The other problem will be that the opposition in the parliament will be either populists or extremist parties, where every mistake by the government will be used by them. In this respect, there is also a broader dimension [for the wider Visegrad region] that opposition to populist leaders in Hungary and Poland will need to team up and build broader coalition's in order to win, if the Czech Republic's coalition is success story, it will reinforce them, it will help them; but if not it may very well reinforce the populist leaders. So the responsibility is not only for the Czech Republic. 

Ježek says there is also quite a legacy for any incoming government.

PJ: First of all, there are pressing issues like the COVID pandemic, the energy prices and the huge budget deficit. These problems are enormous, but this aside there is also the need to deal with the failings of the previous government who failed to modernize the country. They didn’t improve the highways, not to mention new technologies or the green agenda.  So the government faces huge challenges that will not be easy in the face of an opposition made up of populists and extremists.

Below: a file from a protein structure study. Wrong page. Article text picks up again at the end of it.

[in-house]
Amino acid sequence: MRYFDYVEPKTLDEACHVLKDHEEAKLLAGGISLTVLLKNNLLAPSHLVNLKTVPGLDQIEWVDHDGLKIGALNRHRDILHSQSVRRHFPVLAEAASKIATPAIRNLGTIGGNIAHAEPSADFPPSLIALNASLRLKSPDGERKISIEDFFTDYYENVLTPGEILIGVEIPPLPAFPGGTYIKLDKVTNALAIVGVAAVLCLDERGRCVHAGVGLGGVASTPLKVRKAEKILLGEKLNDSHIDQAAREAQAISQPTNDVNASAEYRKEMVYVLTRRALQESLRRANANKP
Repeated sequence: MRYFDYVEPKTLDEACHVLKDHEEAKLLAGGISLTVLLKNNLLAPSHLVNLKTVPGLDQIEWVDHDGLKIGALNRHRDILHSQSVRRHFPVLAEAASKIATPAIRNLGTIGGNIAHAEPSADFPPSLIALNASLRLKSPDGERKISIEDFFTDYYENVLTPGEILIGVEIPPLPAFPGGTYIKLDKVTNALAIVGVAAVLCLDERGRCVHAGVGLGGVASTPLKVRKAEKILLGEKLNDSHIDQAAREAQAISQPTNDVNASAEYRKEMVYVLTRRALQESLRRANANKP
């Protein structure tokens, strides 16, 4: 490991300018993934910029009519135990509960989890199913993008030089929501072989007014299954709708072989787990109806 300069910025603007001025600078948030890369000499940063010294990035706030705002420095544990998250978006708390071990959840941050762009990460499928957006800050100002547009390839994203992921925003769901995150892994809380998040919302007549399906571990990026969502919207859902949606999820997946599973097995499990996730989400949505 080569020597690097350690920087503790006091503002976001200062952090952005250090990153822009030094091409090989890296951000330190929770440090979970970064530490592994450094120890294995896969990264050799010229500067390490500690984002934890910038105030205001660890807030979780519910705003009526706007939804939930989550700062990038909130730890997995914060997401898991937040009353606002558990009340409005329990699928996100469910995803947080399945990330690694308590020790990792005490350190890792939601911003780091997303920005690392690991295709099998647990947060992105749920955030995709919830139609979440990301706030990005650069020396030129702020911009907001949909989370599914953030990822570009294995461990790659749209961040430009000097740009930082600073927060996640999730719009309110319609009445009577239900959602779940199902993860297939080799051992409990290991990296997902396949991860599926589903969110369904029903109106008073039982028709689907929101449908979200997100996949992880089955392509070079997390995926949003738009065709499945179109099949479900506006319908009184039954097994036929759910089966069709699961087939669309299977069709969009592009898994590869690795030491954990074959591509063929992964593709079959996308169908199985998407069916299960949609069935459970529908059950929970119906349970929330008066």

EUR: Fiala’s party in part of the ECR group which also include the Polish Law and Justice Party, which is challenging the rule of law, in particular through the politicization of the judiciary. Do you think that Fiala will stand behind his Polish colleagues in the ECR group? Or will he take a different position that defends the rule of law?

PJ: I would say that Petr Fiala a realistic person and someone with good intentions. There is a certain legacy in the party of the former chairman Vaclav Klaus, who was Prime Minister and President and he was strongly against the euro and other aspects of closer European Union, which still hangs over the party and I would say that there is still quite a few MEPs, who are part of the ECR group, who share this view, who think that what happens in Hungary and Poland is just a case for the two countries and it has nothing to do with the EU.